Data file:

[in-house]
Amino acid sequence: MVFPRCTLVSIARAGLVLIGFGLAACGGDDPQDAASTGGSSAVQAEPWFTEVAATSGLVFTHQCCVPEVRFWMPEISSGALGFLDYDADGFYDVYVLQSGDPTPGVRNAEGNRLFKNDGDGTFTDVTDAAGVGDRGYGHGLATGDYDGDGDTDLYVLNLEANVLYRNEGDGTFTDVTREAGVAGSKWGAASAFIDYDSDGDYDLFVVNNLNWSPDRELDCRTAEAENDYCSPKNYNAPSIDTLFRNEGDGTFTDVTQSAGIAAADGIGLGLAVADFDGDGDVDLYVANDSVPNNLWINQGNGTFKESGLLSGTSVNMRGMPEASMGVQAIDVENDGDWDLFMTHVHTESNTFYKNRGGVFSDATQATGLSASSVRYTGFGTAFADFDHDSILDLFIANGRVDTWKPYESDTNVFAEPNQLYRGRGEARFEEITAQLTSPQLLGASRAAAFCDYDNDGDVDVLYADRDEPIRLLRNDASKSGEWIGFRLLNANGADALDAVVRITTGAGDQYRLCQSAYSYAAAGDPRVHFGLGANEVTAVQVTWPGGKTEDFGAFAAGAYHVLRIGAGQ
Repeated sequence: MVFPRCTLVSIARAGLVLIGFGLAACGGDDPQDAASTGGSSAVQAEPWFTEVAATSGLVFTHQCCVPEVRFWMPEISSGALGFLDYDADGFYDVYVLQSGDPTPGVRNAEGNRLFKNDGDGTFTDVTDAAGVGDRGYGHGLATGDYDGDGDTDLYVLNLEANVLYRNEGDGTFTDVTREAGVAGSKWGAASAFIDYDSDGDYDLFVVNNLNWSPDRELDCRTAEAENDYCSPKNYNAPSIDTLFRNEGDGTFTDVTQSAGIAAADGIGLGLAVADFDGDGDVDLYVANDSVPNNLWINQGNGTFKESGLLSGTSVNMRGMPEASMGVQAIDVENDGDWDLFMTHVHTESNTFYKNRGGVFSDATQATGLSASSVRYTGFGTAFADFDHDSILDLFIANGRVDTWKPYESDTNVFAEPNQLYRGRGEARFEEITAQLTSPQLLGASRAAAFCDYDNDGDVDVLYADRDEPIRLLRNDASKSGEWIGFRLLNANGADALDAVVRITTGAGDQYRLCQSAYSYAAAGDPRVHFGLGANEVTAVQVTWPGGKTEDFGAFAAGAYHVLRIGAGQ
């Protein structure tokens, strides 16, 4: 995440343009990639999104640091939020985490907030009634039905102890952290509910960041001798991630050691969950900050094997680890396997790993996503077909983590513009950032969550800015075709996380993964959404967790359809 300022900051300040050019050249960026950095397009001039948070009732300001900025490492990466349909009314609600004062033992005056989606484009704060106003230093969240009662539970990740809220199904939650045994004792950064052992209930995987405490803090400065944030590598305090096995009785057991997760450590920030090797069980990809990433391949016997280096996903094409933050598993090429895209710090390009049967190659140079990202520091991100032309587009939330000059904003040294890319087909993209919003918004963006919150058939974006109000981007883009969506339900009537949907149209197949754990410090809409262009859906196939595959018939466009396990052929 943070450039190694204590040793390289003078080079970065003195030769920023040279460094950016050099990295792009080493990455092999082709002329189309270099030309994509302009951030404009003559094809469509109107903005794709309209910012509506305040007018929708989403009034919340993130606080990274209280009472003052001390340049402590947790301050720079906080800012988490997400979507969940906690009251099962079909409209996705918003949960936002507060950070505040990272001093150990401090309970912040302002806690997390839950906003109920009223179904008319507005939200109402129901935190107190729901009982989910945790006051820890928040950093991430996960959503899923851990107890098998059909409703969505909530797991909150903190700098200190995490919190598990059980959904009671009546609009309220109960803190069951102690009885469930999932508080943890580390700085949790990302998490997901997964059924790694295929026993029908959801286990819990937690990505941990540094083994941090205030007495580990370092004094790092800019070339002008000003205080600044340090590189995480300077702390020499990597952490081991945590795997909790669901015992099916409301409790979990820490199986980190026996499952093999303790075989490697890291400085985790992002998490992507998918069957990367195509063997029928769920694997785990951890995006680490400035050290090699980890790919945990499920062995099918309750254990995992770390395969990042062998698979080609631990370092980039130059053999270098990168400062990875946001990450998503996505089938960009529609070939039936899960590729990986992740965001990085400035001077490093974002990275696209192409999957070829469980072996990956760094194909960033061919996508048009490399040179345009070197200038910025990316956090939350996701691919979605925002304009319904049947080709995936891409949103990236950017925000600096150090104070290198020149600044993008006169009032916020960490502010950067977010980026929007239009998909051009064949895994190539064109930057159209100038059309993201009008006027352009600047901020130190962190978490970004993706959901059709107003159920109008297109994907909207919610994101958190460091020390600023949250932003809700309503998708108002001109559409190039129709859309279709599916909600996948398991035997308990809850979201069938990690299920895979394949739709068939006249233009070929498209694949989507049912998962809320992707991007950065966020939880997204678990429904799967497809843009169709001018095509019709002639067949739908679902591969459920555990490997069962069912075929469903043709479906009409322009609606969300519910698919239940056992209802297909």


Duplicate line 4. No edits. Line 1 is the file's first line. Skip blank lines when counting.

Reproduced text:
């Protein structure tokens, strides 16, 4: 995440343009990639999104640091939020985490907030009634039905102890952290509910960041001798991630050691969950900050094997680890396997790993996503077909983590513009950032969550800015075709996380993964959404967790359809 300022900051300040050019050249960026950095397009001039948070009732300001900025490492990466349909009314609600004062033992005056989606484009704060106003230093969240009662539970990740809220199904939650045994004792950064052992209930995987405490803090400065944030590598305090096995009785057991997760450590920030090797069980990809990433391949016997280096996903094409933050598993090429895209710090390009049967190659140079990202520091991100032309587009939330000059904003040294890319087909993209919003918004963006919150058939974006109000981007883009969506339900009537949907149209197949754990410090809409262009859906196939595959018939466009396990052929 943070450039190694204590040793390289003078080079970065003195030769920023040279460094950016050099990295792009080493990455092999082709002329189309270099030309994509302009951030404009003559094809469509109107903005794709309209910012509506305040007018929708989403009034919340993130606080990274209280009472003052001390340049402590947790301050720079906080800012988490997400979507969940906690009251099962079909409209996705918003949960936002507060950070505040990272001093150990401090309970912040302002806690997390839950906003109920009223179904008319507005939200109402129901935190107190729901009982989910945790006051820890928040950093991430996960959503899923851990107890098998059909409703969505909530797991909150903190700098200190995490919190598990059980959904009671009546609009309220109960803190069951102690009885469930999932508080943890580390700085949790990302998490997901997964059924790694295929026993029908959801286990819990937690990505941990540094083994941090205030007495580990370092004094790092800019070339002008000003205080600044340090590189995480300077702390020499990597952490081991945590795997909790669901015992099916409301409790979990820490199986980190026996499952093999303790075989490697890291400085985790992002998490992507998918069957990367195509063997029928769920694997785990951890995006680490400035050290090699980890790919945990499920062995099918309750254990995992770390395969990042062998698979080609631990370092980039130059053999270098990168400062990875946001990450998503996505089938960009529609070939039936899960590729990986992740965001990085400035001077490093974002990275696209192409999957070829469980072996990956760094194909960033061919996508048009490399040179345009070197200038910025990316956090939350996701691919979605925002304009319904049947080709995936891409949103990236950017925000600096150090104070290198020149600044993008006169009032916020960490502010950067977010980026929007239009998909051009064949895994190539064109930057159209100038059309993201009008006027352009600047901020130190962190978490970004993706959901059709107003159920109008297109994907909207919610994101958190460091020390600023949250932003809700309503998708108002001109559409190039129709859309279709599916909600996948398991035997308990809850979201069938990690299920895979394949739709068939006249233009070929498209694949989507049912998962809320992707991007950065966020939880997204678990429904799967497809843009169709001018095509019709002639067949739908679902591969459920555990490997069962069912075929469903043709479906009409322009609606969300519910698919239940056992209802297909």